"I Put a Spell on You": A Bucketbot is Born

Review and Photography by Rachel Lange.

I know the exact moment I crossed over and became a Bucketbot.  It was at Buckethead's September 10th show at Washington DC's 9:30 Club.  Halfway through his set, he shuffled over to my end of the stage, stood at its edge, his left hand fluttering along his guitar's fretboard like Anne Sullivan signing furious messages of guitar glory into the palms of Helen Keller, while he reached a ghoulish right hand out over the crowd.  The teenage boys surrounding me immediately leaned toward him like iron filings drawn to a giant magnet, but I stood momentarily hypnotized, my hands on my cheeks and a dopey grin on my face.  His eyes passed over me for a second and I spent the rest of the show wishing he would hypnotize me all the time.  I was in love with every second of his performance; I couldn't remember the last time I had so much fun at a show.  But it's worse than that: I was doomed.  Buckethead — the white mask-wearing, KFC bucket-sporting, toy-distributing, horror-film loving guitar god with the mad nunchacku and robot skills — gave life to a 37-year-old behemoth fan.

We caught Ray Mason at the Thirsty Mind in South Hadley, MA, last night. He continues to be a great showman with original songs, funny stories, audience engagement and most importantly, master guitar work. People were smiling, laughing and some toes were tapping as Mr. Mason used his unique vocals with his signature mix of folk, rock and upside down blues themes. His history brings the love of music throughout the years, the Yardbirds, Dylan, Buffalo Springfield, and to me, he sounds like a brighter version of Neil Young with an uptempo guitar style. He has toured with NRBQ and currently plays in the band he's lead for 20 years, The Lonesome Brothers.

TRAIN at Tanglewood, MA, August 8th, 2011
Photography by Cheryl Puerling.
Tanglewood Catering by Valerie Jensen-Lefevre at Kitchen Therapy.

This is the second time I've seen Train live. I caught their show at the Calvin Theatre in Northampton last year. It was an in the moment  decision, but I'm glad that I went. The show shined with its new album, 'Save Me San Francisco,' mixed with favorites from their multiple records, and added some great covers of classic rock hits from Van Halen and Led Zeppelin. Who wouldn't want a re-run of that?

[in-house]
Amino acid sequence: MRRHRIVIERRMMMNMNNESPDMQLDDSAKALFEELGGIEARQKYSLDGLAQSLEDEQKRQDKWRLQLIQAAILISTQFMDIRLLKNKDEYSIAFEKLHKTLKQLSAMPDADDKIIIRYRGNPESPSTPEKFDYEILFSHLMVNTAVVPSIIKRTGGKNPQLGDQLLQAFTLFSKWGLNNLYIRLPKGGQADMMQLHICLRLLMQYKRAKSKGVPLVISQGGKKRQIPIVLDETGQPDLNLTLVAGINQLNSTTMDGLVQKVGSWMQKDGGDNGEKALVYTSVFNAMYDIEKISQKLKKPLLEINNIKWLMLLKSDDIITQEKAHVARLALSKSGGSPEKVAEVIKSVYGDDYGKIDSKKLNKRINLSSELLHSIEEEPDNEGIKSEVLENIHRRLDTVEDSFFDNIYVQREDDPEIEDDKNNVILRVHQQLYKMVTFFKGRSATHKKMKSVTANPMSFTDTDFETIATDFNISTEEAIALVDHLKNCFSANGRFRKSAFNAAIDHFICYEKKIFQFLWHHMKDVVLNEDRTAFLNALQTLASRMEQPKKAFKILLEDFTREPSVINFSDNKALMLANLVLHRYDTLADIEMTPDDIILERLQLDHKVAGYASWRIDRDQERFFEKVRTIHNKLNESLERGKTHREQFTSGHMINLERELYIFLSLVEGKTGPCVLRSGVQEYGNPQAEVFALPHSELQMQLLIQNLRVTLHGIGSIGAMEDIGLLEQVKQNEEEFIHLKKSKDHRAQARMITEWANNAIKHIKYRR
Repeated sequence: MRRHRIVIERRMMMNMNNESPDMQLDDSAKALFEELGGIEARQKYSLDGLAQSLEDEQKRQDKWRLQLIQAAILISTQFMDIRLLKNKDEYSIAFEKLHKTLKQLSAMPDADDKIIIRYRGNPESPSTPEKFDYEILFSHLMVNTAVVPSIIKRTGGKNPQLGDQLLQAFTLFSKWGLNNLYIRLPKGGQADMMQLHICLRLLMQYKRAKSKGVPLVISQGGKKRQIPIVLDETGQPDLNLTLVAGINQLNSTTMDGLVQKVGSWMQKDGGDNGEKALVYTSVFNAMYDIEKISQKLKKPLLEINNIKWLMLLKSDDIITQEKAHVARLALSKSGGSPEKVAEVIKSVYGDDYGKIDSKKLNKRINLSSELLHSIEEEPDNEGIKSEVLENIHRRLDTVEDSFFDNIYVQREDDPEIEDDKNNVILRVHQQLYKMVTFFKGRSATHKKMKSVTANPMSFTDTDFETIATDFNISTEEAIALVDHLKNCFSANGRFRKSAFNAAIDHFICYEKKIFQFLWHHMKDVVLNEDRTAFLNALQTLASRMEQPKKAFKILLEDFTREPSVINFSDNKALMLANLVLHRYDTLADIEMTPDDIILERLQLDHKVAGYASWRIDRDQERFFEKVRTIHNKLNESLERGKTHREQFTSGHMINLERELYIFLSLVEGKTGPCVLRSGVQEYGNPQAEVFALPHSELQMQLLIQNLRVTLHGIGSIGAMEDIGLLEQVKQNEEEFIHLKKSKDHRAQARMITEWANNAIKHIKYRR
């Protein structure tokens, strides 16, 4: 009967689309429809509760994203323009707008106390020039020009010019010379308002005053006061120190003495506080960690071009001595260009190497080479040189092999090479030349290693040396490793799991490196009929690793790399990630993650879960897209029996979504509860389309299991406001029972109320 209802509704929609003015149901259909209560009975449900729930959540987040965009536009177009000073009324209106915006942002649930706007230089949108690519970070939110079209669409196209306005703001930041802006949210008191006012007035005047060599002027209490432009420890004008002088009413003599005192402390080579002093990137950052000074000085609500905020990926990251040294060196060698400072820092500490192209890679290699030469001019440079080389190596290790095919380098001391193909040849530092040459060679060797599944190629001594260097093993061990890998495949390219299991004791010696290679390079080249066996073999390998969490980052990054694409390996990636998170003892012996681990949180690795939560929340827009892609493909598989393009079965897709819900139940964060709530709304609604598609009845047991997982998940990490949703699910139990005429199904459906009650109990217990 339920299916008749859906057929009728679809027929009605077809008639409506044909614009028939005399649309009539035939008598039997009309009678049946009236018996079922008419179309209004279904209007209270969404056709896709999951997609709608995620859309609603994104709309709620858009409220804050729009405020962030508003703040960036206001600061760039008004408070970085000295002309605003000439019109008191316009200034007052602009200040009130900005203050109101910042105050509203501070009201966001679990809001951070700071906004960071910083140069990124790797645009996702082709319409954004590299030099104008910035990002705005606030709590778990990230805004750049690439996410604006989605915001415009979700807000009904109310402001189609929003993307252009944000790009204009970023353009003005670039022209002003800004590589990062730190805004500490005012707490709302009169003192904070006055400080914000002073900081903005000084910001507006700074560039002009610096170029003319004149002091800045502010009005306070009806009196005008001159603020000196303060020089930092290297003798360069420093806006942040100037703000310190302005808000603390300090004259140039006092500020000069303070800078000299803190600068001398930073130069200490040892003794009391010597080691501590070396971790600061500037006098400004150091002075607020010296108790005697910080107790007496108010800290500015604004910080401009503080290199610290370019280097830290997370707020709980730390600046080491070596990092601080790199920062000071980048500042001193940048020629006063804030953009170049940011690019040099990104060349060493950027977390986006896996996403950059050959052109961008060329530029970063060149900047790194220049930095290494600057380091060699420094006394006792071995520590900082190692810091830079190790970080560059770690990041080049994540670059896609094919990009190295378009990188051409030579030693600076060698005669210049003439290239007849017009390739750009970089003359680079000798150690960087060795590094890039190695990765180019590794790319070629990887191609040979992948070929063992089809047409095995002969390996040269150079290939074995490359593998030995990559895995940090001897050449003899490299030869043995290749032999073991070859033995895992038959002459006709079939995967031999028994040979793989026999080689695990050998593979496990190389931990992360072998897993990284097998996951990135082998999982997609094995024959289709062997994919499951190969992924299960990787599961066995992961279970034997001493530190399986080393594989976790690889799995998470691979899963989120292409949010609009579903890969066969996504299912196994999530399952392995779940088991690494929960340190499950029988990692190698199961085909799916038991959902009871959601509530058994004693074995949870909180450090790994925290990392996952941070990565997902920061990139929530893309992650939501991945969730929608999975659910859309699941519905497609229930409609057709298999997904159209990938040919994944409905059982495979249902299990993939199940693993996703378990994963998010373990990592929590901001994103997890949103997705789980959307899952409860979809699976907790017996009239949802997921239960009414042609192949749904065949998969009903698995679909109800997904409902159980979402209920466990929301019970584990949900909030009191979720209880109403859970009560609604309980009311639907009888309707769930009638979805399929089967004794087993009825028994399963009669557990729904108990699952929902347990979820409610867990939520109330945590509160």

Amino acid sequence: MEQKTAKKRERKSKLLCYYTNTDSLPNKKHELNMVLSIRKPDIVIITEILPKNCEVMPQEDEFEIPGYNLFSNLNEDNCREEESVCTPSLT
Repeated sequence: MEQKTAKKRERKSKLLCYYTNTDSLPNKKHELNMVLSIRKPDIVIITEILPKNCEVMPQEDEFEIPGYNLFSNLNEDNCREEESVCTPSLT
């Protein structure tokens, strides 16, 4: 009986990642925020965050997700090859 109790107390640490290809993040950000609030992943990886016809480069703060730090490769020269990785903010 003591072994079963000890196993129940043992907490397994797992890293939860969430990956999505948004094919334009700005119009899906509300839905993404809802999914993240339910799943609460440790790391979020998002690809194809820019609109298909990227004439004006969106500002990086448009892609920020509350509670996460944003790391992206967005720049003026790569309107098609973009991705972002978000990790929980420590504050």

August 23, 2011
by Dale Varley Sr.
Blues Enthusiast

For those of you fortunate enough to be at the Portsmouth Music Hall Tuesday night, Professor Buddy Guy presented his electrified version of Blues 101.

One of the last remaining links of the great Chicago blues men, not only did he bring the enthusiastic crowd through a history of blues classics from the likes of Muddy Waters, John Lee Hooker and Albert King, he played his own material as well.

The Venue:

I had the honor of attending a private show of Jennifer Batten in Keene, NH, on June 18, 2011. The show was coordinated and hosted by Bob Cummings and Lisa Kendall, with the Musical Admiration Society of Keene, (NH). This group, or 'MASK' as their acronym, are musician enthusiasts who gather in Bob and Lisa's beautiful Colonial home and invite local and nationally known musicians to play for small audiences. Their motto is, "because live music is to be played in the living room." Find out more about the MASK here: https://www.facebook.com/pages/The-Musical-Admiration-Society-of-Keene/171827189509971?sk=wall&filter=12

Review and Photography by Micah Gummel.

On July 25th, I made the rainy drive to Hampton Beach filled with anticipation for the evening. Staind's Aaron Lewis was performing an acoustic show at the Hampton beach casino ballroom!

Picture this: Aaron walks on stage, sporting a black Hatebreed t-shirt, a camo baseball cap and jeans, takes his guitar and sits down on a stool. The setting reminded me of VH1 Storytellers, with a rug in the middle of the stage, a couple of stools, his cigarettes, a couple microphones and guitar cases and several Figi water bottles near by. This was perfect for the ballroom set-up. People were singing along, shouting out song requests with the comedic Aaron answering them back or singing a couple lines.

 

Black Country Communion, "building the foundation of rock!"

Photos and Review by Bluebird.

ghjb4webGlenn Hughes, Joe Bonamassa, Derek Sherinian and Jason Bonham. Elegant and explosive, wild and restrained, professional and engaging, they presented a show to a sold out crowd in New Hampshire on Friday night that exceeded the expectations of some very experienced rock fans of all ages.

They set out to tour the US coast to coast, just days after the release of their second album, BCC 2. Their first album was debuted September, 2010. Each of these musicians with full careers of their own, has pulled together their collective talents and experience to create a new sound that has key elements of classic blues guitar, poignant bass lines, progressive/fusion keyboarding, and legendary drum arrangements.  Powerful vocals from Hughes and Bonamassa prevail and are mixed with harmony pieces from the band as well. Experienced listeners can't help but hear the flavors, echos, feel of their favorite bands from which these musicians come, Led Zeppelin, Deep Purple, Trapeze, Dream Theatre, and more, are of influence, yet all the while a modern sound is in your face.

"Buy a record, support the artists, preserve the future of music"

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